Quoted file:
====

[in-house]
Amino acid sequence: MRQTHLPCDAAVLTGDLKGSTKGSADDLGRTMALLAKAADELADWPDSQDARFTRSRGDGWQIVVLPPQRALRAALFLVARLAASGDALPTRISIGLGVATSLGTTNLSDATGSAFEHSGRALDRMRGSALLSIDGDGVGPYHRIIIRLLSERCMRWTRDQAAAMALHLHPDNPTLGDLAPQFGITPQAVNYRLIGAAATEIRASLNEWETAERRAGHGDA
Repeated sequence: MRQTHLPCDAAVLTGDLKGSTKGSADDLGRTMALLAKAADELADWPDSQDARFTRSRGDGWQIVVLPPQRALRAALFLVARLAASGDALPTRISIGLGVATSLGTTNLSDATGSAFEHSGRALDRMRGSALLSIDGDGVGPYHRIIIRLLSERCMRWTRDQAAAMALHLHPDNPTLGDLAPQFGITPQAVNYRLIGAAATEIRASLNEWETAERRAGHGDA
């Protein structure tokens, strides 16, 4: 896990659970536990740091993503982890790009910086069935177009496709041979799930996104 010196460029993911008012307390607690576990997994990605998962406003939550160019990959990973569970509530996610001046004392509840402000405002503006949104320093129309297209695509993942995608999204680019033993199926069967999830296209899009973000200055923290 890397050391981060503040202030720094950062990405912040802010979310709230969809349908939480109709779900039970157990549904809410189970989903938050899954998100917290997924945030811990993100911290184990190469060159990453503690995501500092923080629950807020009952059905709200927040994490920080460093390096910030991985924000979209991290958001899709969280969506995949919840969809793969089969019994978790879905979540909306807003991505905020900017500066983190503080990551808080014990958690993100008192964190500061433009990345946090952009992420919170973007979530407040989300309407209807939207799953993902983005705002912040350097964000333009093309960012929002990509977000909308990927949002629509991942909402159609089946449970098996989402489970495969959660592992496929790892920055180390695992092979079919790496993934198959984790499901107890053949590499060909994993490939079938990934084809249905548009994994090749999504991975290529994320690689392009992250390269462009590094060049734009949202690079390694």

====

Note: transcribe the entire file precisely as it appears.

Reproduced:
[in-house]
Amino acid sequence: MRQTHLPCDAAVLTGDLKGSTKGSADDLGRTMALLAKAADELADWPDSQDARFTRSRGDGWQIVVLPPQRALRAALFLVARLAASGDALPTRISIGLGVATSLGTTNLSDATGSAFEHSGRALDRMRGSALLSIDGDGVGPYHRIIIRLLSERCMRWTRDQAAAMALHLHPDNPTLGDLAPQFGITPQAVNYRLIGAAATEIRASLNEWETAERRAGHGDA
Repeated sequence: MRQTHLPCDAAVLTGDLKGSTKGSADDLGRTMALLAKAADELADWPDSQDARFTRSRGDGWQIVVLPPQRALRAALFLVARLAASGDALPTRISIGLGVATSLGTTNLSDATGSAFEHSGRALDRMRGSALLSIDGDGVGPYHRIIIRLLSERCMRWTRDQAAAMALHLHPDNPTLGDLAPQFGITPQAVNYRLIGAAATEIRASLNEWETAERRAGHGDA
């Protein structure tokens, strides 16, 4: 896990659970536990740091993503982890790009910086069935177009496709041979799930996104 010196460029993911008012307390607690576990997994990605998962406003939550160019990959990973569970509530996610001046004392509840402000405002503006949104320093129309297209695509993942995608999204680019033993199926069967999830296209899009973000200055923290 890397050391981060503040202030720094950062990405912040802010979310709230969809349908939480109709779900039970157990549904809410189970989903938050899954998100917290997924945030811990993100911290184990190469060159990453503690995501500092923080629950807020009952059905709200927040994490920080460093390096910030991985924000979209991290958001899709969280969506995949919840969809793969089969019994978790879905979540909306807003991505905020900017500066983190503080990551808080014990958690993100008192964190500061433009990345946090952009992420919170973007979530407040989300309407209807939207799953993902983005705002912040350097964000333009093309960012929002990509977000909308990927949002629509991942909402159609089946449970098996989402489970495969959660592992496929790892920055180390695992092979079919790496993934198959984790499901107890053949590499060909994993490939079938990934084809249905548009994994090749999504991975290529994320690689392009992250390269462009590094060049734009949202690079390694």